However, what the above per-match list is saying is that five of the top 13 players in Test cricket history were turn of the century bowlers; I just couldn't accept that this is the case. Bowlers in that era certainly had more actual value than in later years, but should that be enough to allow them to dominate the lists?

So I gave this a great deal of thought and realised a few things which I'd missed before. First, there is the variation in dismissal types through the ages. If we plot the percentage of wickets which are unassisted (i.e. bowled, lbw, no fielder involved), there is a fairly slow decline from the late 19th-century through the 1950s, after which there is a dramatic decline until the 1970s, since when levels have remained constant. There are a number of factors which probably explain this, including the gradual change in new ball availability (55 overs in 1946 increasing to 85 in 1967) and the modifications of technique as the result of the introduction of one day cricket. So there are far more assisted wickets these days than there were in Lohmann's day, with the knock-on effect that bowlers in his era get a higher points share than in later times, when more points go to the fielders.

Another issue is the division of labour and resultant changing opportunities; prior to WW1 the percentage of the bowling favoured the opening bowlers to a much higher degree, as often there would only be three and sometimes even just two bowlers used for a complete innings. In the 19th-century opening bowlers were responsible for close to 60% of the bowling, whereas since WW1 the average is around 40%, and this should be adjusted for. There is no equivalent change in opportunity for batsmen, as there have always been eleven to share the load. The adjustment for bowlers is heavier before 1890 and declines gradually to 1914, so that from 1920-onwards no adjustment is made. The adjusted PP5M figures are shown below:-

Points per 5-matches (min 5 series)
PP5M Player

119.8 Don Bradman (Aus)
111.9 Jack Gregory (Aus)
107.7 Clarrie Grimmett (Aus)
106.3 Garry Sobers (WI)
100.1 Ian Botham (Eng)
100.1 Jacques Kallis (SA)
100.1 Adam Gilchrist (Aus)
99.7 Richard Hadlee (NZ)
97.1 Harold Larwood (Eng)
97.1 Frank Tyson (Eng)
96.4 Alan Davidson (Aus)
95.6 Sidney Barnes (Eng)
94.3 Richie Benaud (Aus)
94.2 Learie Constantine (WI)
94.1 Keith Miller (Aus)
93.1 George Lohmann (Eng)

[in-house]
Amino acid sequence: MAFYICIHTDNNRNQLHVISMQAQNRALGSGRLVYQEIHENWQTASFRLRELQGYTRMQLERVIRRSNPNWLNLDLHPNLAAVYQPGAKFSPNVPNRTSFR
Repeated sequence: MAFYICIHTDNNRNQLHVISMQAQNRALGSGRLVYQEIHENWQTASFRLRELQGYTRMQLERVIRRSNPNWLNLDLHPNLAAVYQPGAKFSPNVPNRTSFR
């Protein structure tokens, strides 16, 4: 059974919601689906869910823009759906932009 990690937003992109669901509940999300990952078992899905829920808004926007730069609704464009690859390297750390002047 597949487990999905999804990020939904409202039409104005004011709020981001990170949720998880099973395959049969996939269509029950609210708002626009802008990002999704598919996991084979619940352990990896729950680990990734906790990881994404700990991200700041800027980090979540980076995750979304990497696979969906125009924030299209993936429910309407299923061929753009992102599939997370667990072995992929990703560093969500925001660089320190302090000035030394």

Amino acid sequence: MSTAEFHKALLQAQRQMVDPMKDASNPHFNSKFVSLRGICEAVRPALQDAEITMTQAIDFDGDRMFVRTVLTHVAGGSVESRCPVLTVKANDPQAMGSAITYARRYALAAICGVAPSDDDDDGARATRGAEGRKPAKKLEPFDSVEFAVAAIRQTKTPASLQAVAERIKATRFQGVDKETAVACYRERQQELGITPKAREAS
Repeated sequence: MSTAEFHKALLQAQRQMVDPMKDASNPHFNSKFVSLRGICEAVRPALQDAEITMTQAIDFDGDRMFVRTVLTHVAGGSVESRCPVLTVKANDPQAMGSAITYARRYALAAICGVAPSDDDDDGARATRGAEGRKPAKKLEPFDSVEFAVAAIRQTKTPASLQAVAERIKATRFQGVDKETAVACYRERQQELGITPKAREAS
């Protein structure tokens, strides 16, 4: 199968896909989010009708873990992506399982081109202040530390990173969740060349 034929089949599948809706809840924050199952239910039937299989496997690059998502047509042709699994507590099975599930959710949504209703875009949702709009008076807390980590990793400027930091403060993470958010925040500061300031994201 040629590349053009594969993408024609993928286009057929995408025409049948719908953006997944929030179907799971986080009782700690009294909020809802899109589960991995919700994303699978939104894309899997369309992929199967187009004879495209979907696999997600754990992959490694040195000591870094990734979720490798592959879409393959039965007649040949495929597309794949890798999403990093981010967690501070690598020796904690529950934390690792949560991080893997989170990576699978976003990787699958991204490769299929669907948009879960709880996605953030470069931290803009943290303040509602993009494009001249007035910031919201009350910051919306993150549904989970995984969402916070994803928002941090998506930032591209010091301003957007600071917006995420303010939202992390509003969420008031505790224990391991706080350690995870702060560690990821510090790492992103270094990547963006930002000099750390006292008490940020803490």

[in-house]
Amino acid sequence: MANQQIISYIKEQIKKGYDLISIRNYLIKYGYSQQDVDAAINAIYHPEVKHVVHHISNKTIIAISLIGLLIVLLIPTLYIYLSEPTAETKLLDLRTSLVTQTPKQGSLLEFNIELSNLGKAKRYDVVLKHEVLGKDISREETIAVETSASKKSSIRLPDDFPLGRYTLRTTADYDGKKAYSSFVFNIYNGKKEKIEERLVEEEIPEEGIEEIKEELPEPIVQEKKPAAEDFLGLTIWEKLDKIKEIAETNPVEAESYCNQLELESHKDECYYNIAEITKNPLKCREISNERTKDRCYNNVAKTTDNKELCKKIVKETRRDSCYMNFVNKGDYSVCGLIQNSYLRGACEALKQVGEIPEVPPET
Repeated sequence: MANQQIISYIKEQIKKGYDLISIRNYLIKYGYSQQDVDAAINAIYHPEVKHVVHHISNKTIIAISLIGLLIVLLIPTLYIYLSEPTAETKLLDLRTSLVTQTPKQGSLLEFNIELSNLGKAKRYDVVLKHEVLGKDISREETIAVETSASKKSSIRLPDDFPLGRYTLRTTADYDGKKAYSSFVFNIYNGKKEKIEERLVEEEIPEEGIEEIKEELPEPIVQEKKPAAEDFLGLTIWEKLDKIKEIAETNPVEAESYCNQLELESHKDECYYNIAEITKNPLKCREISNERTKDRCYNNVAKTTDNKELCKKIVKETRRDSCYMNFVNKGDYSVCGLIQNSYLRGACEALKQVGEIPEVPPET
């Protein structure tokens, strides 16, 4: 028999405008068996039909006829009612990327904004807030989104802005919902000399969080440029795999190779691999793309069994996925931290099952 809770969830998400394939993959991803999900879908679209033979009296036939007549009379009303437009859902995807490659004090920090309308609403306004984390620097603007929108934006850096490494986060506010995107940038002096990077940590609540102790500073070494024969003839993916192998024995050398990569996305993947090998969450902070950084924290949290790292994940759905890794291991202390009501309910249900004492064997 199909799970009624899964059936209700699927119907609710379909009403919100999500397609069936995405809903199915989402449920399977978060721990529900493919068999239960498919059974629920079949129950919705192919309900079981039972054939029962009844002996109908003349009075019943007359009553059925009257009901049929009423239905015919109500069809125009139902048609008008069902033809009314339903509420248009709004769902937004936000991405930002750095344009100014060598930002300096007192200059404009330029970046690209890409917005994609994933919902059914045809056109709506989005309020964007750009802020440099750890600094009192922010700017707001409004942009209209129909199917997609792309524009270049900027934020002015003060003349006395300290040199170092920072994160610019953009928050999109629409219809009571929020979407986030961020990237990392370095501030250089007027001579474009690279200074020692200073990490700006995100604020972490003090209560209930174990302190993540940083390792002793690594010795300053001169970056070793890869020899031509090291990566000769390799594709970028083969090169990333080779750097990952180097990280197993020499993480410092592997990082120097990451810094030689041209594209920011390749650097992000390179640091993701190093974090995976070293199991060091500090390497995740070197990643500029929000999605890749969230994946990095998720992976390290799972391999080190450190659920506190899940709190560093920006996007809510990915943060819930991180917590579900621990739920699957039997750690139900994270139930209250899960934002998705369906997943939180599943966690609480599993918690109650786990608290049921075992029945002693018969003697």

92.8 Bill O'Reilly (Aus)
92.7 Shane Warne (Aus)

Barnes has dropped to 12th, but Lohmann has fallen to a more significant degree from 1st to 18th with the rest of the pre-WW1 bowlers dropping out of the top 20. Of this list the most contentious ranking would undoubtedly be Clarrie Grimmett, as generally Bill O'Reilly is considered to have been better. One of the main reasons O"Reilly is rated higher is I think down to Bradman and his lower regard for Grimmett, coupled with the fact that Grimmett took more wickets against South Africa. What people tend to do is state that fact and then totally disregard those South African wickets when comparing them (even though O'Reilly played in most of those matches and didn't take as many wickets) - obviously they were worth something, and this system puts an objective value on that. I find it a little dubious that if O'Reilly was significantly better than Grimmett it wouldn't be reflected in their performances. Having said that, I'm not convinced Grimmett is the third-best Test player ever, so it may be a case of back to the drawing board to find out why he rates so highly. Or am I falling into the trap I cautioned against above?

Besides, I can't believe the top three players ever were Australian - must have forgotten to carry a one somewhere.



Bookmark and Share

Comments
Leave a comment
Comments are moderated, and will not appear until they have been approved.

Name: (required)
Email: (will not be published) (required)
Verification Image: (required)
verification image, type it in the box
Your Comments: (required)
Recent Comments
straw man
I enjoyed this interview, thanks.
Midwinter
Good Interview . Interesting philosphy, especially in these days of coaches getting as much coverag
stumpski
I remember him well - not the first or last cricketer to flourish after leaving Surrey. He was serio
Fusion
Excellent work as always! I had never heard of this player before reading your article. Fascinatin
David Chandler
fine article sibling. Do you have a scan of that advert you can tweet?
smalishah84
wow, thanks for posting this Fred. I wouldn't have ever EVER followed up the life of this now obscur
James
Well done on the interview Ganesh, another good one :)
Jimbo
Billy was one of the most underrated umpires on the Elite Panel. Yes He made mistakes, but he hardly